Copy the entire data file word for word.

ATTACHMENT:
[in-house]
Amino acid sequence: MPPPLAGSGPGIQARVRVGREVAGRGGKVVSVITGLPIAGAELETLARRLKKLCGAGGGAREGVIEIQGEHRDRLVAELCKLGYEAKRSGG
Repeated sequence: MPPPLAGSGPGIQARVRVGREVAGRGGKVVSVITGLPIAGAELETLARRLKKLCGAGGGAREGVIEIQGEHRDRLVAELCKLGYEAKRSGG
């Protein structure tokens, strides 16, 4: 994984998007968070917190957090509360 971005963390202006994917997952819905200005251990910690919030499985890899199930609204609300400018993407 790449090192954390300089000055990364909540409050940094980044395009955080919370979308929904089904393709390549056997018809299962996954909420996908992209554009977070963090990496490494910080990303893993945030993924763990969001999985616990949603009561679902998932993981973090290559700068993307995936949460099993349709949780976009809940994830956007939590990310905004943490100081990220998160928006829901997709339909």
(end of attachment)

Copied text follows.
[in-house]
Amino acid sequence: MPPPLAGSGPGIQARVRVGREVAGRGGKVVSVITGLPIAGAELETLARRLKKLCGAGGGAREGVIEIQGEHRDRLVAELCKLGYEAKRSGG
Repeated sequence: MPPPLAGSGPGIQARVRVGREVAGRGGKVVSVITGLPIAGAELETLARRLKKLCGAGGGAREGVIEIQGEHRDRLVAELCKLGYEAKRSGG
């Protein structure tokens, strides 16, 4: 994984998007968070917190957090509360 971005963390202006994917997952819905200005251990910690919030499985890899199930609204609300400018993407 790449090192954390300089000055990364909540409050940094980044395009955080919370979308929904089904393709390549056997018809299962996954909420996908992209554009977070963090990496490494910080990303893993945030993924763990969001999985616990949603009561679902998932993981973090290559700068993307995936949460099993349709949780976009809940994830956007939590990310905004943490100081990220998160928006829901997709339909």